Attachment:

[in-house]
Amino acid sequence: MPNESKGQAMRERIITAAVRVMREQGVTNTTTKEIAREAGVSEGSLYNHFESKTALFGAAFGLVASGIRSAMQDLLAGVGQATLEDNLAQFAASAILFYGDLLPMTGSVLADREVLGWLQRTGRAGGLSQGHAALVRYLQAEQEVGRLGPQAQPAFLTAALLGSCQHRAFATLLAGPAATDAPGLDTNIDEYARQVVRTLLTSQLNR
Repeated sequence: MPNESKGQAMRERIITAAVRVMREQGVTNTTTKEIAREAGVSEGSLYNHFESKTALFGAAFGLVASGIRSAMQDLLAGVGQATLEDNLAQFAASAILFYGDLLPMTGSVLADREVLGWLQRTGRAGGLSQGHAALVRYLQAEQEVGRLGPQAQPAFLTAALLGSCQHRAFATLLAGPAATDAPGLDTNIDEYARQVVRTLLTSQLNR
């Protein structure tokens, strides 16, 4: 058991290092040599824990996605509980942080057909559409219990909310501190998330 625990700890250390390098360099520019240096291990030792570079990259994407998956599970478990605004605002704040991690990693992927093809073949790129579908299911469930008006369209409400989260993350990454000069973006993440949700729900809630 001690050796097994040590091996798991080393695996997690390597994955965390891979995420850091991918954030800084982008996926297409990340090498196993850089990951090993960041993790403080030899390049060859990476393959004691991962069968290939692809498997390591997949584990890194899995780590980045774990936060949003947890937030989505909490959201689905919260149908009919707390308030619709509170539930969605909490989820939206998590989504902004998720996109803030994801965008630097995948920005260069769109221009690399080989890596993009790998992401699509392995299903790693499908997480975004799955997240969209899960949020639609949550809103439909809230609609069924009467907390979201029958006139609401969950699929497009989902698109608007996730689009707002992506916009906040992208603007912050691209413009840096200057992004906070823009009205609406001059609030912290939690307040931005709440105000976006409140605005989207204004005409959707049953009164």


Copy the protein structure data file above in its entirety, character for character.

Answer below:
[in-house]
Amino acid sequence: MPNESKGQAMRERIITAAVRVMREQGVTNTTTKEIAREAGVSEGSLYNHFESKTALFGAAFGLVASGIRSAMQDLLAGVGQATLEDNLAQFAASAILFYGDLLPMTGSVLADREVLGWLQRTGRAGGLSQGHAALVRYLQAEQEVGRLGPQAQPAFLTAALLGSCQHRAFATLLAGPAATDAPGLDTNIDEYARQVVRTLLTSQLNR
Repeated sequence: MPNESKGQAMRERIITAAVRVMREQGVTNTTTKEIAREAGVSEGSLYNHFESKTALFGAAFGLVASGIRSAMQDLLAGVGQATLEDNLAQFAASAILFYGDLLPMTGSVLADREVLGWLQRTGRAGGLSQGHAALVRYLQAEQEVGRLGPQAQPAFLTAALLGSCQHRAFATLLAGPAATDAPGLDTNIDEYARQVVRTLLTSQLNR
């Protein structure tokens, strides 16, 4: 058991290092040599824990996605509980942080057909559409219990909310501190998330 625990700890250390390098360099520019240096291990030792570079990259994407998956599970478990605004605002704040991690990693992927093809073949790129579908299911469930008006369209409400989260993350990454000069973006993440949700729900809630 001690050796097994040590091996798991080393695996997690390597994955965390891979995420850091991918954030800084982008996926297409990340090498196993850089990951090993960041993790403080030899390049060859990476393959004691991962069968290939692809498997390591997949584990890194899995780590980045774990936060949003947890937030989505909490959201689905919260149908009919707390308030619709509170539930969605909490989820939206998590989504902004998720996109803030994801965008630097995948920005260069769109221009690399080989890596993009790998992401699509392995299903790693499908997480975004799955997240969209899960949020639609949550809103439909809230609609069924009467907390979201029958006139609401969950699929497009989902698109608007996730689009707002992506916009906040992208603007912050691209413009840096200057992004906070823009009205609406001059609030912290939690307040931005709440105000976006409140605005989207204004005409959707049953009164």